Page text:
With the Indian government announcing a ban on TikTok app, the livelihood and careers of a large number of users are now at stake
Amidst the growing tensions between India and China, the Indian government announced a ban on 59 Chinese apps in India, including the viral video sharing and social media app TikTok.
The ban has now left TikTok users, influencers and digital marketers worried over the loss of a highly successful platform.
In the past three years, the popularity of the app had grown manifold especially in tier two and tier three cities and India became TikTok’s largest market with more than 200 million users.
Pramila Kataria, who had about 60k followers on her TikTok account, is still reeling from the announcement made by the government.
“There is a vacuum now because TikTok has become a part of everyday life. I really enjoyed the app as a user for its content and with this lockdown, it was a great help. For many, it was a full-time job, and people from rural parts of the country earned good money out of it. But I think we need to support the government’s decision,” she says.
Some of India’s most popular TikTok influencers are teens or those in their early 20s, who have gone on to amass followers in the millions. Giving a taste of celebhood to youth from such demography, the short video platform had gained traction to become a one-stop for massy content.
According to Pratik Gaur, who mentored some of India’s most leading TikTokers, the app had changed the lives of the youth who had, till then, faced the lack of opportunities and confidence.
With brand endorsements and influencer marketing finding lucrative opportunities to grab the audience from such cities, TikToking became career options for many.
“Today, an influencer charges Rs 2 to Rs 2.5 lakh for a 15 second video, and for brands, it can go up to Rs 3 lakhs. These TikTokers then made 15 such videos in a month, earning up to Rs 50 lakhs. In a year, these 16-17-year-old teenagers would end up earning up to Rs 6 crore per annum,” he reveals.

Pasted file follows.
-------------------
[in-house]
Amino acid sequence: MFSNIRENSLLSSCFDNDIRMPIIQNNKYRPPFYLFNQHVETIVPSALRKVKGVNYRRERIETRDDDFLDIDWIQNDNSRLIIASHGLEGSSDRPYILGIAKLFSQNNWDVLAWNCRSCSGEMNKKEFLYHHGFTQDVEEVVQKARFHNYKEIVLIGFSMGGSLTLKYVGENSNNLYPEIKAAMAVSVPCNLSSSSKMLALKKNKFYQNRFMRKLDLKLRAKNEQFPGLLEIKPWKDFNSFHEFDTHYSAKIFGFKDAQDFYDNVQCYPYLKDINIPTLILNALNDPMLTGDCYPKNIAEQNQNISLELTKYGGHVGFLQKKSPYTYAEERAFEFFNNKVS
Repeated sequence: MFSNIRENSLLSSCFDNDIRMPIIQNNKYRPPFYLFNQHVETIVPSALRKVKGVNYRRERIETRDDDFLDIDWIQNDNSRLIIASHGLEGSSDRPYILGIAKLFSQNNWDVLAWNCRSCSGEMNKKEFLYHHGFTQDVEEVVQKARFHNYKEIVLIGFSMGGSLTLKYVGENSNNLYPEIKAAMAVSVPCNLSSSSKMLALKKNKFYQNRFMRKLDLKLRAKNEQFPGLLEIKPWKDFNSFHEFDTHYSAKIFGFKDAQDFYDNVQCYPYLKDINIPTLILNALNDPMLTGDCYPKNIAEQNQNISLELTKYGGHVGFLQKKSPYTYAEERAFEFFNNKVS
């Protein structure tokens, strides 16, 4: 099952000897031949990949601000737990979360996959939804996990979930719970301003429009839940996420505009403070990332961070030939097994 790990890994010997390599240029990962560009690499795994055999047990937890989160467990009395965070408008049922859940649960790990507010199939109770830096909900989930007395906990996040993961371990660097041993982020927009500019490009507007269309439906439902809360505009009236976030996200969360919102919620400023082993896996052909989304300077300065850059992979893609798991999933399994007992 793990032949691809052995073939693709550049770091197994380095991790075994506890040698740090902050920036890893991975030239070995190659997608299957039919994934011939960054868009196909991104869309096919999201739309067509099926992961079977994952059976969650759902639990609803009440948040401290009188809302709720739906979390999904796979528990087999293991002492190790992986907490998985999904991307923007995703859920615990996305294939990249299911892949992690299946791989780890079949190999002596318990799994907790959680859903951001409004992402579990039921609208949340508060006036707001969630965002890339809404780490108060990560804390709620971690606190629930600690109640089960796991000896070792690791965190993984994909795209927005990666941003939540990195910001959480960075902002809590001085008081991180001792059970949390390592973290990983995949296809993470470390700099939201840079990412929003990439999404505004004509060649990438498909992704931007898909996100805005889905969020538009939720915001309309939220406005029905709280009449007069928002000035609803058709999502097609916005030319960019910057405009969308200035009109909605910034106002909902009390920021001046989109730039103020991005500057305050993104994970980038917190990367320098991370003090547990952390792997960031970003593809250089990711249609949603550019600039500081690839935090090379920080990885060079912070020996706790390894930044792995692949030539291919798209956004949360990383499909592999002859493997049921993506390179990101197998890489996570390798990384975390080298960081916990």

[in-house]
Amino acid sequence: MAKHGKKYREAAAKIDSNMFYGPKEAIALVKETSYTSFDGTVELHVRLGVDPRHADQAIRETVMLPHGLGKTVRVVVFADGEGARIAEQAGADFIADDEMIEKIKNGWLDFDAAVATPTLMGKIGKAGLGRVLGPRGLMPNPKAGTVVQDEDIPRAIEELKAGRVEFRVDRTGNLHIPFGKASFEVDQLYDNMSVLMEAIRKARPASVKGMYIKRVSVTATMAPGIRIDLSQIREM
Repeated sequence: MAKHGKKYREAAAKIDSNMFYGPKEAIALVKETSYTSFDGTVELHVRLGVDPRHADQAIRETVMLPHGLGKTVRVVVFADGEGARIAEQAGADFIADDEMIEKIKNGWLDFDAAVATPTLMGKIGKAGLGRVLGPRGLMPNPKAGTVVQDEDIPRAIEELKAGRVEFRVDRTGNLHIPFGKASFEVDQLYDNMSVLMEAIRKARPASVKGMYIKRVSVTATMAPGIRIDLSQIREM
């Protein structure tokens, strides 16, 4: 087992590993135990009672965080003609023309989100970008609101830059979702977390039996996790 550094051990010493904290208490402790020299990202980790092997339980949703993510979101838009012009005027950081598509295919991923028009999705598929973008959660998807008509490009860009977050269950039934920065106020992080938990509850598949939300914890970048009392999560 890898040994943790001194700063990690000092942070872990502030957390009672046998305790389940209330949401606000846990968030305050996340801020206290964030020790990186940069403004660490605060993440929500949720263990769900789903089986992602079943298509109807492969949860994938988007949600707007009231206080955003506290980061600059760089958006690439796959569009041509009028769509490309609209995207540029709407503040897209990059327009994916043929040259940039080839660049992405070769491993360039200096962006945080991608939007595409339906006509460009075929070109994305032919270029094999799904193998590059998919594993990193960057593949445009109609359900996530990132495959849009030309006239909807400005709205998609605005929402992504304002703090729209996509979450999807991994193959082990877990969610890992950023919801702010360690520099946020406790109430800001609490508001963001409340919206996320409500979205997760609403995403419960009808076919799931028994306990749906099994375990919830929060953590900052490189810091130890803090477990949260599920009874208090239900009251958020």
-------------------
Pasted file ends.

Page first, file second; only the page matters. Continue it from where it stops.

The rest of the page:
“Even though we are shocked and saddened, there is an understanding that the nation comes first. And hence, I am busy telling my clients that even though we may not have the platform right now, we do have the talent and voice,” he adds.
Even though Facebook had found clout among users from small cities, over the years, it became increasingly difficult for the brands to capture the audience, as advertising on the platform grew costlier.
While for premium brands, Instagram became a hit, for others, TikTok and its brand of users filled the void of reaching to the masses. “Anything that was massy, and wanted an outreach to the core of India, to the tier 3 tier 4 cities, they positioned themselves very well on TikTok.
It worked very well in terms of brand awareness and alignment for the right kind of brands,” says Sahiba Dhandhania, CEO of Confluencer, a Mumbai-based influencer marketing company.
Although, the ban has put the stakeholders in a fix, a possible solution lies on making the most of alternative platforms. For Radhika Bangia, who enjoyed close to five million followers on TikTok, a ray of hope lies on another social media and content curation platforms.
“Personally, as someone who’s been fairly active on TikTok, I feel this ban does come as a bit of a disappointment, although I completely understand the sentiment of the Indian government post what has been happening on the border and I will stand by it. Luckily for me, I have been active on other platforms like Instagram and Youtube as well so it will not affect me from a career viewpoint too much because I’ve already built a good enough audience on these platforms as well,” she says.
Whether other platforms with different features will be able to replace the banned app is something only time will tell. Although, for Indian apps that are very similar to the app, the ban serves a golden opportunity to increase their user base and gain mileage in the market.
“On the brighter side of things, this leaves an opportunity for Indian entrepreneurs to create apps similar to Tik Tok as now there is a proof of concept that this works,” says Dhandhania.
Seeing the opportunity, a Mumbai-based live streaming analysis platform Toch has already jumped the gun and made an app, inviting the TikTok users in their platform.
“We have built an app where we are giving opportunities to influencers to promote products and perhaps generate a new source of revenue for them, post the ban on TikTok. Being a Made in India app, we would like to come as an alternative platform for them. We are already into space,” concludes Saket Dandodia, COO and co-founder of Toch.
With inputs from Priyanka Chandani and Nirtika Pandita